October 10, 2018
Glyphosate, chemically known as N-(phosphonomethyl)glycine, is a herbicide that's been in use since the 1970's. In the US alone, over 1.6 billion kilograms of glyphosate have been sprayed on plants between 1974 - 2015, with two-thirds applied over a 10 year period from 2004 - 2014. Between 1994 - 2014 the global use of glyphosate has been estimated at 8.6 billion kilograms and is expected to remain the most widely applied pesticide worldwide. Glyphosate is an endocrine disruptor that's known to negatively impact both androgen receptors and estrogen cell signaling with links to breast cancer. Recent studies implicate glyphosate in a multitude of issues that are currently plaguing our globe.
Glyphosate disables the shikimate pathway found in plants and bacteria and subsequently kills them both. The shikimate pathway is a set of seven enzymatic reactions that synthesize (create) essential compounds the human body requires. Humans are dependent on the shikimate pathway that plants and probiotic bacteria use to produce vitamin B9 (folate) and the aromatic amino acids, phenylalanine, tyrosine, and tryptophan. The human body cannot utilize the shikimate pathway but instead relies on friendly strains of Lactobacillus and Bifidobacterium to safeguard against folate deficiency. Reduced beneficial bacteria in the gut quickly leads to an overgrowth of pathogenic bacteria, in particular Salmonella, which is resistant to glyphosate. Inadequate levels of folate are linked to colon cancer and inflammation that folate-producing bacterial strains provide protection against. The three aromatic amino acids produced by the shikimate pathway are considered essential components of protein synthesis.
By now you may be asking what the shikimate pathway has to do with detoxifying glyphosate from your body? I'm confident that everyone would agree when something is broken it needs to be fixed. While there are no concrete studies that describe how the body removes glyphosate, it is scientifically proven to have a relatively short half-life of 5 to 10 hours. In short this means after 10 to 20 hours, your body has effectively removed the nasty hormone disrupting herbicide from its system, which of course is great news. However, the damage that's left behind is similar to what a hurricane leaves in its wake - destruction, decimation and denuding.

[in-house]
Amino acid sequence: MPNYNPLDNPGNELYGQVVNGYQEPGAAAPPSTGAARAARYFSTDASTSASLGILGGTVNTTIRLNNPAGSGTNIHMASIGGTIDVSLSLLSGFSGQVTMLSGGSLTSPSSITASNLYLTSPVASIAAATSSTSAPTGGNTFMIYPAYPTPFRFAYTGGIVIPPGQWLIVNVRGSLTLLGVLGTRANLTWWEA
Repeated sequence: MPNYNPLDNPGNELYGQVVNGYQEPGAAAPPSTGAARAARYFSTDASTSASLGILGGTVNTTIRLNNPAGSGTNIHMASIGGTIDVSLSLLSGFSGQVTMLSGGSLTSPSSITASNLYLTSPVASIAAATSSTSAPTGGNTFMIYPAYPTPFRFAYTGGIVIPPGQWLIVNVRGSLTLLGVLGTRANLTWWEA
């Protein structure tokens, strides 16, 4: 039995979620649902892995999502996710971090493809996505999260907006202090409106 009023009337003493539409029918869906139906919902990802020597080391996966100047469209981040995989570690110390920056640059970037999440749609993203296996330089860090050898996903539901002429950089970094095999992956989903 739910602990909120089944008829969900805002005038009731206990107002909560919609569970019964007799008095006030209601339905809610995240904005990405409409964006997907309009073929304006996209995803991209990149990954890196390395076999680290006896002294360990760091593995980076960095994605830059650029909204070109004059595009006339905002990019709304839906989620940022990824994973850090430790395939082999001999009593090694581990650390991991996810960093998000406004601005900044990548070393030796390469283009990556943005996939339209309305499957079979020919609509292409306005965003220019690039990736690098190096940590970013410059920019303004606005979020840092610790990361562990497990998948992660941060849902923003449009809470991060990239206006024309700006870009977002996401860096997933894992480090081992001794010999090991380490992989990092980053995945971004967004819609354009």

Your gut has been through a war and your army of beneficial bacteria are dead, leaving the landscape of your intestinal walls stripped naked and bare. If left in this fractured state, the enemy, Salmonella and other pathogenic bacteria, can quickly move in and populate the now empty land. The lack of folate (B9) and aromatic amino acids in your system will leave you weak and vulnerable. Vitamin B9 (folate) helps form red and white blood cells and is also necessary for the production of DNA. Without adequate supplies of natural folate you'll be susceptible to anemia, infections and low cellular energy. Deficiencies in the aromatic amino acids phenylalanine, tyrosine, and tryptophan can lead to depression and sleep deprivation.
However, if you are wise, you'll be ready to introduce another set of troops to repopulate and reclaim your land. Studies on Lactobacillus and Bifidobacterium have shown these beneficial bacteria have strong antimicrobial activity against Salmonella and are capable of overcoming the negative impact glyphosate has had on the terrain of your gut. In most wars, the battle is won through the careful implementation of three things. The first being strategy, the second is ensuring your troops are diverse in their capabilities and the last is having numerous soldiers in your charge. These same concepts hold true in your battle against glyphosate. The fermented foods you strategically choose to eat, the different varieties you pick and the frequency with which you consume them, will help to ensure you win the long game.
Your strategy need not be complex or complicated. Become familiar with the various types of fermented foods available at your neighborhood health food store or choose to make your own. A small bowl of yogurt in the morning or a glass of milk kefir is simple and easy. Sauerkraut in your sandwich at lunch time, washed down with some homemade water kefir or kombucha is always yummy. Some fermented kimchi or pickles with your dinner will complete your meal. If you want to go the extra mile, you can also supplement your diet with probiotics purchased from your local natural health store.
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by Bonnie Penner